Economists push Vietnam state firms on share sales

By Truong Son - Thuy Hang, Thanh Nien News

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Vietnam Airlines plans to sell shares at an initial public offering in September. The national carrier is one of the 432 state-owned companies scheduled to be partially privatized by the end of next year. PHOTO COURTESY OF HANOI MOI NEWSPAPER
State-owned enterprises should be forced to go public as their slow privatization has hampered Vietnam’s economic reform and growth, top economists say.
Vietnam started to partially privatize, or equitize, state companies in 1992. Though the equitization process has accelerated since 2001, its pace remains much slower than planned.
The country now plans to equitize 432 out of 949 enterprises wholly-owned by the state by the end of next year.
That target is considered unattainably high, given that just 99 companies went public between 2011 and 2013.
“It is very difficult to partially privatize 432 state companies in two years,” senior economist Cao Si Kiem said during the Spring Economic Forum in the northern province of Quang Ninh late last month.
Tran Dinh Thien, head of the Vietnam Institute of Economics, agreed, saying that it is necessary to use legal processes to force these companies to sell shares to the public during the planned period.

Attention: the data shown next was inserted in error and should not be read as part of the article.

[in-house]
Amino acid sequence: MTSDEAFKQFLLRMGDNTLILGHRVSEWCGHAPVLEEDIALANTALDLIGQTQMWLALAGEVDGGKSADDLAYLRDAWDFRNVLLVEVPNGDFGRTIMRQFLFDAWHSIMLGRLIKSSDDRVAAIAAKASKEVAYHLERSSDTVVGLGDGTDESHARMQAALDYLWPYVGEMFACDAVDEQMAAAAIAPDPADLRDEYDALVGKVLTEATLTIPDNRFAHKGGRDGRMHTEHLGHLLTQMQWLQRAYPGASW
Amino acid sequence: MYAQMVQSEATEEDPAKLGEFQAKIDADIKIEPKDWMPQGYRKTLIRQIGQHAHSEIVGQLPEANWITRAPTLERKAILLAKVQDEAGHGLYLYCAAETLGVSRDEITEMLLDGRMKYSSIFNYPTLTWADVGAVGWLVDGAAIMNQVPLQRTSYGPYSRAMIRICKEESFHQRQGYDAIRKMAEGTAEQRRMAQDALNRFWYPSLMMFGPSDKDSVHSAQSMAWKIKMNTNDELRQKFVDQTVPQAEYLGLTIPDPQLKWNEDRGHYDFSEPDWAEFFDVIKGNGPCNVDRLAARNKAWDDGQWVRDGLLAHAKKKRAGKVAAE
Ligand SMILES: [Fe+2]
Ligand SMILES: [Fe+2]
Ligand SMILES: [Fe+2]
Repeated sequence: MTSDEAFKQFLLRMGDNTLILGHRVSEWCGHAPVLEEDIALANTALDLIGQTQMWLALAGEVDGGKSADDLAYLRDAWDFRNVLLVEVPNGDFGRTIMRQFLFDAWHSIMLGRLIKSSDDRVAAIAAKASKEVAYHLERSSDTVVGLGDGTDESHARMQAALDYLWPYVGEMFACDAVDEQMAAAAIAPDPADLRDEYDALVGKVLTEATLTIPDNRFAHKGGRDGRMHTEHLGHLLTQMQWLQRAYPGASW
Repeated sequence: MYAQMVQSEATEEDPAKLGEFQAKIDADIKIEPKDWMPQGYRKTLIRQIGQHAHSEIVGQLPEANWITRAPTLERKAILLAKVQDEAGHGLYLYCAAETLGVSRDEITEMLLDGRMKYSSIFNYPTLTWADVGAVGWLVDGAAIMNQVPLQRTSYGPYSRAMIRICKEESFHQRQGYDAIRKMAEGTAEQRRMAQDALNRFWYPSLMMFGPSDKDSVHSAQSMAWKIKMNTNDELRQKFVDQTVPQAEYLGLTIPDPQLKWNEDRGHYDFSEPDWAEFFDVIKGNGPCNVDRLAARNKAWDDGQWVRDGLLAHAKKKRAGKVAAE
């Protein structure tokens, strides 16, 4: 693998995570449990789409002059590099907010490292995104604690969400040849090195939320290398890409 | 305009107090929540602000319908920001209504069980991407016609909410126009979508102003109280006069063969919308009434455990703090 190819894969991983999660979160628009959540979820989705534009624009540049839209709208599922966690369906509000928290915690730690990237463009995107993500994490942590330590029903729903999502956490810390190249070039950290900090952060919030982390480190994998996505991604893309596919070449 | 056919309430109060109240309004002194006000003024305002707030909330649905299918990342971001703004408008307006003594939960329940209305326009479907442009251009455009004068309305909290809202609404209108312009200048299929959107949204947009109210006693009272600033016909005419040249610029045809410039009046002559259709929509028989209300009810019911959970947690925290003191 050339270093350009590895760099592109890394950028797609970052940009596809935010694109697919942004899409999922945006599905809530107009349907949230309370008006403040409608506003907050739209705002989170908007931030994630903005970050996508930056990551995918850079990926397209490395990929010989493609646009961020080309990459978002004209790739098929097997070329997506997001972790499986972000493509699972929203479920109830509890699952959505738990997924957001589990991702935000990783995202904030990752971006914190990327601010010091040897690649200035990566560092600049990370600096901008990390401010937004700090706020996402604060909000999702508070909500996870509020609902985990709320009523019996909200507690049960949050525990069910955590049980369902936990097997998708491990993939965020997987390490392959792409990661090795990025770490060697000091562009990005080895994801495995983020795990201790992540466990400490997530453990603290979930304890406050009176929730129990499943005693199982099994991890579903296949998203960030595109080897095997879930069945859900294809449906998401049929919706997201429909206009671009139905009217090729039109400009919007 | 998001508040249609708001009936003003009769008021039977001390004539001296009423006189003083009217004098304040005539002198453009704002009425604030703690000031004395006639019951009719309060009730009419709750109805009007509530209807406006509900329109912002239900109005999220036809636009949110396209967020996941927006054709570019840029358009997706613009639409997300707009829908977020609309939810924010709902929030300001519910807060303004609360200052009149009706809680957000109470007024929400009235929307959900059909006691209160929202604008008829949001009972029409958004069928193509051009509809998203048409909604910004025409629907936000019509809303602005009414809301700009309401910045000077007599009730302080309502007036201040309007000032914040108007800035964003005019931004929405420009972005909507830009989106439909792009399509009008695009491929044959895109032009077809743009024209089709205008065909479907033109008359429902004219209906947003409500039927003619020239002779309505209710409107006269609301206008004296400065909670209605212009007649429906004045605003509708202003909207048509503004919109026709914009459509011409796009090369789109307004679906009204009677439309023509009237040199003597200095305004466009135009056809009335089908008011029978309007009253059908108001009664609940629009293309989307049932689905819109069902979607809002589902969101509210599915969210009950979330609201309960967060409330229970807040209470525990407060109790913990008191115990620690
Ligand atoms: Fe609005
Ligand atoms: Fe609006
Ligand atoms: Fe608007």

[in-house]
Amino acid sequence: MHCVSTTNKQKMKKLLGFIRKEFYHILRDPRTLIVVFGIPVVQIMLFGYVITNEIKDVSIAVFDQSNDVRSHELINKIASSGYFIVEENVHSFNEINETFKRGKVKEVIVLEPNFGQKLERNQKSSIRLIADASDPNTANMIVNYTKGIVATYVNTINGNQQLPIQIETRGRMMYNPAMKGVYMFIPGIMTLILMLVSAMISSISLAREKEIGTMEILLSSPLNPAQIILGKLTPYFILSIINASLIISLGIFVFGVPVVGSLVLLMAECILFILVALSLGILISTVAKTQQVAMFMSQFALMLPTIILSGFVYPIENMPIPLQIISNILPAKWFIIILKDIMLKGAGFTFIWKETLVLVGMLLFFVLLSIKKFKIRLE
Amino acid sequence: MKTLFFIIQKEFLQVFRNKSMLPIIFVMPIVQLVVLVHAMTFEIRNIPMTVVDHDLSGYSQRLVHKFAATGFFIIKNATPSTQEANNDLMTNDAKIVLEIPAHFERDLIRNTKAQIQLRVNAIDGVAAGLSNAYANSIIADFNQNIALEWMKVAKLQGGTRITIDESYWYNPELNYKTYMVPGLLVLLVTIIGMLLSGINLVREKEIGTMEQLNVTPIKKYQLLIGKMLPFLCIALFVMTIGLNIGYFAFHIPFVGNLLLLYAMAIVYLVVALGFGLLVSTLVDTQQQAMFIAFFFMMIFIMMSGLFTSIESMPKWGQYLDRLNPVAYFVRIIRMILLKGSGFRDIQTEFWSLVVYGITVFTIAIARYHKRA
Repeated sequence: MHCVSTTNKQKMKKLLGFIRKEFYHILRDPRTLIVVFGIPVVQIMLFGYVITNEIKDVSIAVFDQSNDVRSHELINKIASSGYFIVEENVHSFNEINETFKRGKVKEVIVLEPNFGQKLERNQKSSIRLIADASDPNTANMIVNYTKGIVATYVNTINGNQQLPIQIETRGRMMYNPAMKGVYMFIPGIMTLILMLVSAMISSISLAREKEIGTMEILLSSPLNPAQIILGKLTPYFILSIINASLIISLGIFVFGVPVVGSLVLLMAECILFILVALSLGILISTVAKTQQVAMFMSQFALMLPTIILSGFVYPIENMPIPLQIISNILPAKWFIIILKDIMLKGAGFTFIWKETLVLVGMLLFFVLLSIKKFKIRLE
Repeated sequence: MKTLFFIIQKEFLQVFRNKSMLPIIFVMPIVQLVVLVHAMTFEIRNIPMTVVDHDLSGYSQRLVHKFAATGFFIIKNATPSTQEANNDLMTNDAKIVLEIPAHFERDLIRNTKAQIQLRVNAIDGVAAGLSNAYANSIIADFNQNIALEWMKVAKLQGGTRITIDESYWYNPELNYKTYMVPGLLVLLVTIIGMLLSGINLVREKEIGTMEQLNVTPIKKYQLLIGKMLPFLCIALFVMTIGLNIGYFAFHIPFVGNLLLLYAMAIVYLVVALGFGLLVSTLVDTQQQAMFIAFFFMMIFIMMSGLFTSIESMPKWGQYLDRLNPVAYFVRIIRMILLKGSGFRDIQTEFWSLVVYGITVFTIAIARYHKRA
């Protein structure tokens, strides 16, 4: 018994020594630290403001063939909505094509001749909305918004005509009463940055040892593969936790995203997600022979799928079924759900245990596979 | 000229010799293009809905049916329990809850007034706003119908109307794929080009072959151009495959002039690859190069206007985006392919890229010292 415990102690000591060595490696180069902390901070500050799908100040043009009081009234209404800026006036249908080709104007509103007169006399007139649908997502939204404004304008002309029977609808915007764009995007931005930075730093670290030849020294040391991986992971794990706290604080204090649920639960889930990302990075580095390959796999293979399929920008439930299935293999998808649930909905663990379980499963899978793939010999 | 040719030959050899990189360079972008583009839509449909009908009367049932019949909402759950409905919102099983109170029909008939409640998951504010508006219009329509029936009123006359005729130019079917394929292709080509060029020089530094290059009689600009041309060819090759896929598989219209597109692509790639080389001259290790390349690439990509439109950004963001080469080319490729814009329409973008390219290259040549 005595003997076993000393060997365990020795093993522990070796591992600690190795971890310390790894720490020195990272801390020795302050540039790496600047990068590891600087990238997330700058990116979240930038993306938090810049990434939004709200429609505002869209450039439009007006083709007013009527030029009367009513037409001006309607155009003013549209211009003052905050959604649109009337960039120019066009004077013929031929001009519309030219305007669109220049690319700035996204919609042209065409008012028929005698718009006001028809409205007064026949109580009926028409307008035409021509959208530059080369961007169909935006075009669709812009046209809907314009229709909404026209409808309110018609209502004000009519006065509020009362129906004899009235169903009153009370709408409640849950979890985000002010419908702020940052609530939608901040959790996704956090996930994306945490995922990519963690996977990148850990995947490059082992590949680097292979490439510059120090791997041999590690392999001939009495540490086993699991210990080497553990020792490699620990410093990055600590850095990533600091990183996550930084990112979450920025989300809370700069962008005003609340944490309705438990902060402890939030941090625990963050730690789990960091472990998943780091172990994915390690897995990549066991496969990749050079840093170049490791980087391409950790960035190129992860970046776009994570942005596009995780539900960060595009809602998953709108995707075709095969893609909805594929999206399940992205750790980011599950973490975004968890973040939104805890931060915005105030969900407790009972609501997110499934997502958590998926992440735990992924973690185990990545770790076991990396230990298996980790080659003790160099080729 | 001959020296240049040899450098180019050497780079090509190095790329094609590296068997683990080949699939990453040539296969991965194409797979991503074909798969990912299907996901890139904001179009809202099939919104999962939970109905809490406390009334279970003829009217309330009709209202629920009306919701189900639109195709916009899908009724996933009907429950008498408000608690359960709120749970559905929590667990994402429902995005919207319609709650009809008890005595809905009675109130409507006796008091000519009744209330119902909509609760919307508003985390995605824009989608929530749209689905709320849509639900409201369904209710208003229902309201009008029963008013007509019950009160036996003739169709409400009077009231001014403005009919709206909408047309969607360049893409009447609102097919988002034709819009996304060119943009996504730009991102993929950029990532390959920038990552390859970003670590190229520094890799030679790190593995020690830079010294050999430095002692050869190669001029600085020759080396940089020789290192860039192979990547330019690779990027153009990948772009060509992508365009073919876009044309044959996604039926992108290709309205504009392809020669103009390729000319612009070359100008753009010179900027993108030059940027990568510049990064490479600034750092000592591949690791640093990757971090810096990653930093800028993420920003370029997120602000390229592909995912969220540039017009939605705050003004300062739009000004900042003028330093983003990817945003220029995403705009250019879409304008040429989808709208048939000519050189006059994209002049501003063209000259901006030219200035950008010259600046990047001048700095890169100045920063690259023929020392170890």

Luu Bich Ho, former head of the Development Strategy Institute, suggested that an agency be set up to manage the assets of all state-owned enterprises and the process of selling of shares.
“[Equitized] state companies should not be assigned to perform political tasks along with social tasks. They should carry out only social tasks like other types of enterprises,” said Ho.
After equitization, the government will maintain a controlling stake (at least 51 percent) in each of the companies.
In his remarks, Thien pointed out that the largest obstacle to the economic growth is Vietnam's stable exchange rate policy. The government has kept the rate stable for so long, in spite of fluctuations in inflation, he said.
“The policy of keeping the exchange rate stable is often described as ‘flexible, not fixed’. But in fact, it's only flexible in a very narrow sense -- one that doesn't align with the actual rate of inflation.
“This policy, which appreciates the dong, encourages imports, gives little support to local production and doesn’t boost exports. That’s one of the key reasons to explain why Vietnam, after decades of effort, can’t develop supporting industries and the economy more and more heavily depends on imports.
“Since 1975 when the South was liberated and the country was united, local industry has continued to focus on natural resource exploitation, assembly and outsourcing for foreign companies,” said Thien.
Vietnam has targeted 5.8 percent growth this year--its seventh straight year for expansion of less than 7 percent.
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